Anyone familiar with the Australian drama “Secret City” — a political thriller set in the nation’s capital city of Canberra — would likely recall its pressure-packed first season culminating in a sleuthing journalist’s imprisonment due to the passage of a draconian national security law.
A fictional series, it seems life in the Land Down Under is now to some degree imitating art, with potentially dangerous consequences.
Last week, Australian authorities launched controversial investigations into its press, prompting widespread condemnation from press freedom organizations and journalists across the globe. Among these troubling overreaches: a probe into the country’s public broadcaster, Australian Broadcasting Corp. (ABC), and a raid of an investigative reporter’s home in Canberra — both of which involved authorities seizing journalistic property, according to reports. Meanwhile, a broadcaster for 2BG, an Australian radio station, also reportedly said his work was being scrutinized by investigators.
ABC Executive Director John Lyons live-tweeted his consternation about the dramatic scene inside the newsroom, as authorities, including the Australian Federal Police (AFP), reportedly “downloaded” thousands of items with ABC’s lawyers present.
The purpose of the search warrant was to help identify the source of a 2017 ABC report titled “The Afghan Files,” alleging misconduct by the country’s elite special forces, according to reports.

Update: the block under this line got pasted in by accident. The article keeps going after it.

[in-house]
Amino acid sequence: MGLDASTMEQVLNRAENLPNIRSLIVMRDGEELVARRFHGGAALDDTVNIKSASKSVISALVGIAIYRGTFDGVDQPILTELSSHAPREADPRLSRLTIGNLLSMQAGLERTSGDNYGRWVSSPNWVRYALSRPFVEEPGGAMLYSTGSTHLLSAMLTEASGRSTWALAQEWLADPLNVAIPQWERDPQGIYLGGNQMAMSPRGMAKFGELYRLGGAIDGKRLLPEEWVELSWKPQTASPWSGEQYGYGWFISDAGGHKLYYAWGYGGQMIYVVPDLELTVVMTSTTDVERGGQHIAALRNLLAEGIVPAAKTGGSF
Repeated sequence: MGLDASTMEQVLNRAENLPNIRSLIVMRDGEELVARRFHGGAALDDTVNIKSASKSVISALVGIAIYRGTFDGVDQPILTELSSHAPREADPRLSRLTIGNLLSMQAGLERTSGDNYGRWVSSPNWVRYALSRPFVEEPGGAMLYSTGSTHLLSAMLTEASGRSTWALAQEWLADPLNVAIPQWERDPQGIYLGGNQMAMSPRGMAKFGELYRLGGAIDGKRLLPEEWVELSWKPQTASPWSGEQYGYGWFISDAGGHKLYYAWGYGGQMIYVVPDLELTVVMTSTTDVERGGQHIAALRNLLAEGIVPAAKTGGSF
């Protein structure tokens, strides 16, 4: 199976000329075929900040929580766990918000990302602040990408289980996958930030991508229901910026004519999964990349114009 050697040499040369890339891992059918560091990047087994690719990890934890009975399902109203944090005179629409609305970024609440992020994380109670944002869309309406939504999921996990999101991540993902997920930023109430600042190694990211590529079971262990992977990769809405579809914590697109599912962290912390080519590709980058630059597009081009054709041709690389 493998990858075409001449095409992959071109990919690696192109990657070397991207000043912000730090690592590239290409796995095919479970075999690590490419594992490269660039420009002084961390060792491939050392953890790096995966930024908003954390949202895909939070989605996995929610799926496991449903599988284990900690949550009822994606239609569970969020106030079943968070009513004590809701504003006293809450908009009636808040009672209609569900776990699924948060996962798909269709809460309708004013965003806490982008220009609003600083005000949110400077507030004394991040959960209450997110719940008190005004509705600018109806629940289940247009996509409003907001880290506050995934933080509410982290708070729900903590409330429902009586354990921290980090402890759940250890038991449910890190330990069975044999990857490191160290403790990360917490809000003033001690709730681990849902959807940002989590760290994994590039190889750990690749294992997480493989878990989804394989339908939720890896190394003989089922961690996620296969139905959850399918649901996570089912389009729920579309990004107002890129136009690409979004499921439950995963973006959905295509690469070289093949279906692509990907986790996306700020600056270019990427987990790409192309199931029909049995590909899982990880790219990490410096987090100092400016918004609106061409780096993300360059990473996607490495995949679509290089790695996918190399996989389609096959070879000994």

“I’m still staggered by the power of this warrant,” tweeted Lyons. “It allows the AFP to ‘add, copy, delete or alter’ material in the ABC’s computers.”
A day earlier, authorities had raided the home of Annika Smethurst, national politics editor for the Sunday Telegraph, as part of a separate leak investigation. Smethurst, according to the BBC, “reported that the government was considering a secret plan to spy on its citizens.” The warrant permitted authorities to search her phone and computer, the BBC reported.
“They were polite but thorough … they went through everything in my house,” Smethurst told The Australian. “My Christmas decorations, my drawers, my oven, page by page of every cookbook I own.”
The Australian Federal Police confirmed the raid, saying: “This warrant relates to the alleged publishing of information classified as an official secret, which is an extremely serious matter that has the potential to undermine Australia’s national security.”
Media Organizations Express Outrage
The BBC characterized the duel raids as an “attack on press freedoms” amid a particularly tense period for journalists worldwide.
The Media, Entertainment & Arts Alliance (MEAA), an Australian media union, said the government was effectively intimidating journalists to prevent reporters from publishing articles that put officials in a bad light. It is a similar claim made by American press groups concerned with the uptick in leak investigations stateside throughout the past decade.
“Police raiding journalists is becoming normali[z]ed and it has to stop,” MEAA Media section president Marcus Strom said in a statement.